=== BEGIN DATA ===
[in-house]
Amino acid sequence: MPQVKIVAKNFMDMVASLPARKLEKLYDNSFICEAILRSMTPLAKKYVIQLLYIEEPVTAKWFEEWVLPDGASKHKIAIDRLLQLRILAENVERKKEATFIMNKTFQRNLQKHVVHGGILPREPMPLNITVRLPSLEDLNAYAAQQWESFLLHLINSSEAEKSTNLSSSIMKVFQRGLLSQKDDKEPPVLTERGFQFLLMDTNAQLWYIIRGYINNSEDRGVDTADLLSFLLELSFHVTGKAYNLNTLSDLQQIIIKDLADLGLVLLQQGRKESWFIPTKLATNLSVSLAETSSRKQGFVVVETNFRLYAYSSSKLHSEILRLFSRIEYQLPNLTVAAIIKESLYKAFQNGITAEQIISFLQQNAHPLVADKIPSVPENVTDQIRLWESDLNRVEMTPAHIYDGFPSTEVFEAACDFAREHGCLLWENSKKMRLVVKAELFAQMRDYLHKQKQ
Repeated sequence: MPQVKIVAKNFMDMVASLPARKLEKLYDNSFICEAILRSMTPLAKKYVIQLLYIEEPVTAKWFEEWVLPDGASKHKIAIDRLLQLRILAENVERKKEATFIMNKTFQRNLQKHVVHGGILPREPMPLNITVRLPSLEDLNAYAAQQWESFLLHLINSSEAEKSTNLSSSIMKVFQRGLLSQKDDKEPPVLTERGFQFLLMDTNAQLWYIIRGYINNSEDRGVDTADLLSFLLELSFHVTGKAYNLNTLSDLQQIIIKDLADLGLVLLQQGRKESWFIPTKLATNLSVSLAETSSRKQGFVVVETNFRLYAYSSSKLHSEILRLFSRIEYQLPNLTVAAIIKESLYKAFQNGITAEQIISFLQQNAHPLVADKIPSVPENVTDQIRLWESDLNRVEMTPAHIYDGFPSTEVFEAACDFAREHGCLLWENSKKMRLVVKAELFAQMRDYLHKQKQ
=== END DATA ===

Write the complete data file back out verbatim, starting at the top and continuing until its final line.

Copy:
[in-house]
Amino acid sequence: MPQVKIVAKNFMDMVASLPARKLEKLYDNSFICEAILRSMTPLAKKYVIQLLYIEEPVTAKWFEEWVLPDGASKHKIAIDRLLQLRILAENVERKKEATFIMNKTFQRNLQKHVVHGGILPREPMPLNITVRLPSLEDLNAYAAQQWESFLLHLINSSEAEKSTNLSSSIMKVFQRGLLSQKDDKEPPVLTERGFQFLLMDTNAQLWYIIRGYINNSEDRGVDTADLLSFLLELSFHVTGKAYNLNTLSDLQQIIIKDLADLGLVLLQQGRKESWFIPTKLATNLSVSLAETSSRKQGFVVVETNFRLYAYSSSKLHSEILRLFSRIEYQLPNLTVAAIIKESLYKAFQNGITAEQIISFLQQNAHPLVADKIPSVPENVTDQIRLWESDLNRVEMTPAHIYDGFPSTEVFEAACDFAREHGCLLWENSKKMRLVVKAELFAQMRDYLHKQKQ
Repeated sequence: MPQVKIVAKNFMDMVASLPARKLEKLYDNSFICEAILRSMTPLAKKYVIQLLYIEEPVTAKWFEEWVLPDGASKHKIAIDRLLQLRILAENVERKKEATFIMNKTFQRNLQKHVVHGGILPREPMPLNITVRLPSLEDLNAYAAQQWESFLLHLINSSEAEKSTNLSSSIMKVFQRGLLSQKDDKEPPVLTERGFQFLLMDTNAQLWYIIRGYINNSEDRGVDTADLLSFLLELSFHVTGKAYNLNTLSDLQQIIIKDLADLGLVLLQQGRKESWFIPTKLATNLSVSLAETSSRKQGFVVVETNFRLYAYSSSKLHSEILRLFSRIEYQLPNLTVAAIIKESLYKAFQNGITAEQIISFLQQNAHPLVADKIPSVPENVTDQIRLWESDLNRVEMTPAHIYDGFPSTEVFEAACDFAREHGCLLWENSKKMRLVVKAELFAQMRDYLHKQKQ